But their beautiful Marrakech riad proved so popular with their friends, and friends of those friends, that now they own three properties – in Marrakech, Fes and Sidi Ifni – two of which are up and running as guesthouses.
You couldn't ask for a more glamorous back story. At 17, Daniel, a keen juggler often seen busking on Edinburgh's Playfair Steps, "ran away" to join the Hungarian State Circus. He next turned up as a conveyancing assistant at solicitors Simpson & Marwick. "I used to have to run around behind my brilliant boss, who taught me about efficiency and how to run an office."
He moved into a job as a space planner at Michael Laird Partnership, an architectural firm. "It's about helping them maximise the internal lettable space," he explains. "I taught myself CAD, learned how to read architectural drawings and spent seven years around building sites watching how they work."
In his spare time he helped friends promote nightclubs. He ran the British Juggling championships in Edinburgh in 1995, which saw 1,200 people come from around Europe, and had him tackling everything from sponsorship to marketing.
Fast forward to the late 1990s and Daniel was in London working at Brown, Lloyd, James. That's Peter Brown, who managed the Beatles after Brian Epstein, Nick Lloyd, former editor of the Express, and Howell James, once a political secretary for John Major. One of Daniel's chief responsibilities was looking after Andrew Lloyd Webber.
Howell James and Vanessa Branson – sister of Richard – bought a riad in Marrakech. Daniel was, by this time, working for Avalon, finessing PR for the likes of Jerry Springer: The Opera. He and his brother flew down to attend a star-studded party, and fell in love with Morocco.
"They'd bought this heap in the middle of town and we were blown away by the building. Then they had a party where the hospitality was astonishing – lovely and considerate, with great food and belly dancers. We realised that your bang for your buck was bigger and more interesting in Morocco, and just a few hours away.
"The great thing about Marrakech is not just that the weather is warm, but that as long as you are respectful of the Islamic culture you can pretty much do what you want. People have always come to Marrakech from the coast, from the desert, and down from the north. It's a transient city, and a trading city, so it's a bit edgy."
Their three-storey Marrakech riad (riad means a four-sided house around a central courtyard) was rewired and replumbed. The rooms are vast – nine metres long – and all the bedrooms are en suite with high wooden ceilings. There's a traditional wood-fired hammam, best described as a cross between a wet room and a sauna.
When choosing furnishings, they were determined to "avoid the over-enthusiastic approach, where you find yourself in a house full of clutter". The beds, chairs and sofas were made using local wood and via traditional means. "We stuck to a simple, warm colour scheme of Moroccan red, cream and black," says Daniel. Some of the walls are finished in the local tadelakt plaster, a lime-based mix which is coloured using natural pigments, then polished and re-polished and sealed with wax and an olive-based soap."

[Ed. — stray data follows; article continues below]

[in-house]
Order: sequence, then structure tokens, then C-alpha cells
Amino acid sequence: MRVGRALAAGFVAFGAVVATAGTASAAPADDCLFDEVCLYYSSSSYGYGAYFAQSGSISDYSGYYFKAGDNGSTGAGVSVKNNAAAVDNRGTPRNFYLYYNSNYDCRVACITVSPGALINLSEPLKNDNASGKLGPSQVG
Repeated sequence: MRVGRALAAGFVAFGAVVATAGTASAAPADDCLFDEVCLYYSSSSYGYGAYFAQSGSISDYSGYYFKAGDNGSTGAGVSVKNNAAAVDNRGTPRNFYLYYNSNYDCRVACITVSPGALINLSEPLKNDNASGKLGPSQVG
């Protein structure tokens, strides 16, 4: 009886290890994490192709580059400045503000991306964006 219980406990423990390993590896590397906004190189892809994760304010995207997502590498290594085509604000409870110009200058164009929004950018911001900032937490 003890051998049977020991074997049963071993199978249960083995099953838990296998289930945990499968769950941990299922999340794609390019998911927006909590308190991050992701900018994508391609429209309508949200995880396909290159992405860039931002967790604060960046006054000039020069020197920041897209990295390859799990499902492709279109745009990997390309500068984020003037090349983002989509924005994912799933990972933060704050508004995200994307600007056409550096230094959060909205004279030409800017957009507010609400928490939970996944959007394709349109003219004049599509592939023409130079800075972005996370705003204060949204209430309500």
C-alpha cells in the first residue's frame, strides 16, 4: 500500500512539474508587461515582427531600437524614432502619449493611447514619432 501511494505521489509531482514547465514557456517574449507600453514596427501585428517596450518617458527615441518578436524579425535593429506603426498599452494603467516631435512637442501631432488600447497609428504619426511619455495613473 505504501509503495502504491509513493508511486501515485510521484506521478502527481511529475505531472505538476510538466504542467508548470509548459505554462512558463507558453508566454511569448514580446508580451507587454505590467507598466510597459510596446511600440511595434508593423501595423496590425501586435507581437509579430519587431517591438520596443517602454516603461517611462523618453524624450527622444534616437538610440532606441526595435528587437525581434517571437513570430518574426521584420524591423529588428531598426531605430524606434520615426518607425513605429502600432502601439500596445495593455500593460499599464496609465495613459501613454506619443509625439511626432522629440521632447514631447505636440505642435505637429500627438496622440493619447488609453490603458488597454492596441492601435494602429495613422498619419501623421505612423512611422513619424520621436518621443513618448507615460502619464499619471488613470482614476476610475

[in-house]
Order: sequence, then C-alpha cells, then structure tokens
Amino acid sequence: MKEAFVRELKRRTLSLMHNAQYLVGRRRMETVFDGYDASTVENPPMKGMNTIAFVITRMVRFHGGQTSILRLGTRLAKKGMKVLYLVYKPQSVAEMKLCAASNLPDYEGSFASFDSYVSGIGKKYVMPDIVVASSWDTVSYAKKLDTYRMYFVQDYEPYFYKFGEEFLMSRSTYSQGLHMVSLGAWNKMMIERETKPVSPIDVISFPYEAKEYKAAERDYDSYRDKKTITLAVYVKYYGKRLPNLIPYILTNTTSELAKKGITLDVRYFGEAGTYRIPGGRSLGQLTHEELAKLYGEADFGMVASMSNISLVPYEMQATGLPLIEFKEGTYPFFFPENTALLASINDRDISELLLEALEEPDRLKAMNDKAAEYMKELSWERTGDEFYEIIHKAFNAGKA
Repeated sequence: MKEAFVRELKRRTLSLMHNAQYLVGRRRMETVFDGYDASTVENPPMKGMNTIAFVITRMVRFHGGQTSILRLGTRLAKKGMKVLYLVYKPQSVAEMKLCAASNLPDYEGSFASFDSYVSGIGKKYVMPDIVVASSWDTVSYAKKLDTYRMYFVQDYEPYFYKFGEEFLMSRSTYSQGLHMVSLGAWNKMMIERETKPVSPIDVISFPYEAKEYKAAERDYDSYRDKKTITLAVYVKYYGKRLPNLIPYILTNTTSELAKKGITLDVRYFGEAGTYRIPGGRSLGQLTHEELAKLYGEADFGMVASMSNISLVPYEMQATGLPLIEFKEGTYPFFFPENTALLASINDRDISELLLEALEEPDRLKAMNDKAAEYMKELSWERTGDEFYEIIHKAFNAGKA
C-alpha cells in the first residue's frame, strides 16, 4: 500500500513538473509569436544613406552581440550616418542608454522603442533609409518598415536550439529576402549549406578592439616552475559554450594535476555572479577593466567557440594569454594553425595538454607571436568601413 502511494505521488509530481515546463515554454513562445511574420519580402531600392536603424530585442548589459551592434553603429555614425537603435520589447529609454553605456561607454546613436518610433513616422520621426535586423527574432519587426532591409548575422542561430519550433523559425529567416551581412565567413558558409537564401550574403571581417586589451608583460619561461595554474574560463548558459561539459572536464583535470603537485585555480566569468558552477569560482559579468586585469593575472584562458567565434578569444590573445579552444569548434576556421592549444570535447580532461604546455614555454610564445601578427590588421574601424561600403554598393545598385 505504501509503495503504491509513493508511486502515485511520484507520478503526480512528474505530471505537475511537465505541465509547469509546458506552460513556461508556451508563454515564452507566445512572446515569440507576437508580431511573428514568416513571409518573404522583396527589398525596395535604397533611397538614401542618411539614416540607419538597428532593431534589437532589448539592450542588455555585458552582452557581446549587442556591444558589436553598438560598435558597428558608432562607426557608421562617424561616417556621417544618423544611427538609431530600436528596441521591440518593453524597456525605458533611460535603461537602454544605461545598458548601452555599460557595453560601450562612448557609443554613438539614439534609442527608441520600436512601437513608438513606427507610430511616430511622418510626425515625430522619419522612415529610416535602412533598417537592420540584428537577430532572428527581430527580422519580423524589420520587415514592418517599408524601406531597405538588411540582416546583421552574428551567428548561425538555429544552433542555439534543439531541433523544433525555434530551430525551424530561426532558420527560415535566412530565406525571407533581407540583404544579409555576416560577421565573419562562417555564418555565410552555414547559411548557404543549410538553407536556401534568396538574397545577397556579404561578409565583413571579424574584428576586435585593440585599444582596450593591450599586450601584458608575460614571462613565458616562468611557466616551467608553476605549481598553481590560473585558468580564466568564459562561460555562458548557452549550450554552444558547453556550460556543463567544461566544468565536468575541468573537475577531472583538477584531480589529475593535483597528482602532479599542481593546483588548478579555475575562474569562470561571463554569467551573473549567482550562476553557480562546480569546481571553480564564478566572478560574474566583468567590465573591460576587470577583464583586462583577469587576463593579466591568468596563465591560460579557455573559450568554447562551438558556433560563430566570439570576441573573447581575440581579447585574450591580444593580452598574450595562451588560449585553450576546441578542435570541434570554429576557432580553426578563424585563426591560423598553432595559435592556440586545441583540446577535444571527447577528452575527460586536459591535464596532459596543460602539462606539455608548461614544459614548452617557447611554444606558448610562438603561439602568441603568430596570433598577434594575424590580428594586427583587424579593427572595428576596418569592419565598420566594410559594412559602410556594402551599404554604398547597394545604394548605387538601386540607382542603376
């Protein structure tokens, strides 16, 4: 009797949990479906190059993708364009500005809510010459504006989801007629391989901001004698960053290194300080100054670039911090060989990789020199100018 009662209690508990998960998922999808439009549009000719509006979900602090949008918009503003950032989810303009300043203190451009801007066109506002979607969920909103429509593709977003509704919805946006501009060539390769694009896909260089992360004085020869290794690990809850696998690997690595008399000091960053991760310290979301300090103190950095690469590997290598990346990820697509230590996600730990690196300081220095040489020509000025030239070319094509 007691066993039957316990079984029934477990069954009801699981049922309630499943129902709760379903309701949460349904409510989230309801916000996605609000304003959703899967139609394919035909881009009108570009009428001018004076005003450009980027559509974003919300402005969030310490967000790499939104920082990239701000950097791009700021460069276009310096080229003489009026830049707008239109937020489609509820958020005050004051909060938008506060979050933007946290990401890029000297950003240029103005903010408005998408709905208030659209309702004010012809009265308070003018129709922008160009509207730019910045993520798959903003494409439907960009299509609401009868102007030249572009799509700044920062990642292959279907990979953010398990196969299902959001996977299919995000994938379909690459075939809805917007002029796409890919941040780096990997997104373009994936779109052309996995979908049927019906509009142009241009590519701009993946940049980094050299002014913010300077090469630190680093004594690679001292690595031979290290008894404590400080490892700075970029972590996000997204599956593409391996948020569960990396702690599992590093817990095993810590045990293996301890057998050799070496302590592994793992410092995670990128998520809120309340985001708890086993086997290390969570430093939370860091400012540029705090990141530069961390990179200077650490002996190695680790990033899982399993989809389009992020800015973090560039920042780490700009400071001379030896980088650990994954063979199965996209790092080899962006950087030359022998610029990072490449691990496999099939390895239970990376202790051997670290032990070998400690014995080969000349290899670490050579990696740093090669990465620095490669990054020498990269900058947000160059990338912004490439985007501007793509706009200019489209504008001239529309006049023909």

With an emphasis on relaxation, they designed both the interior and exterior spaces to be as inviting as possible, so there are lots of wafting curtains and unexpected pockets of pleasure. "You can sit on the first floor colonnade and read, or sun yourself on the terrace. We planted the courtyard with things you can eat, and the terrace with beautiful flowers. You should be able to pick a lemon from the tree to add to your gin and tonic."
In the bedrooms – which are equipped with iPod docking stations and wi-fi – are pillows and duvets shipped from the UK, and towels and robes sourced in Marrakech. "In fact, they recently caught the eye of the head designer at Alberta Ferretti, so we've had to send him a few," says Daniel.
Natural handmade rose soap is brought in from the Ourika Valley. "It's made by a women's co-operative at the foothills of the Atlas Mountains. Other Moroccan beauty products in every room include local mud scrubs, a deodorant stone and amber scent," adds Daniel.
Catering to the whims of stars as a publicist would seem an obvious training ground for the hospitality industry, but Daniel has found that his guests are even more demanding.
Having said that, he's quick to stick up for his countrymen. "Scottish people travel well, I find. They go with an open eye and without arrogance. There's nothing the Moroccans like more than a joke, a laugh, warm friendship and a story – oh, and football. They're mad for football. I walked into a cafe for lunch recently and they were all watching Motherwell versus Aberdeen – with Arabic subtitles.
"In Marrakech you can buy lentils on the street and eat for 30 pence, or spend 100 a head in a posh restaurant. You can go hillwalking in the most humble way, or get a hot air balloon across the desert. Marrakech will respond to whatever price you want to spend and whatever experience you're looking for."
To that end, Riad Tizwa is designed as a home from home. The unobtrusive staff are there 24 hours a day, and it's the guests who set the pace. "Richard and I thought, 'What would we want?' The answer was 'To laze around a bit and take it easy.' So far, our record for the latest breakfast served is 2:30pm."
Riad Tizwa (www.riadtizwa.com) is available from 60 a night for two sharing a double room, including breakfast, or you can rent the entire riad from 450 per night. It has six double rooms, but with extra beds can sleep up to 16 guests.
This article was first published in the Scotsman, May 8, 2010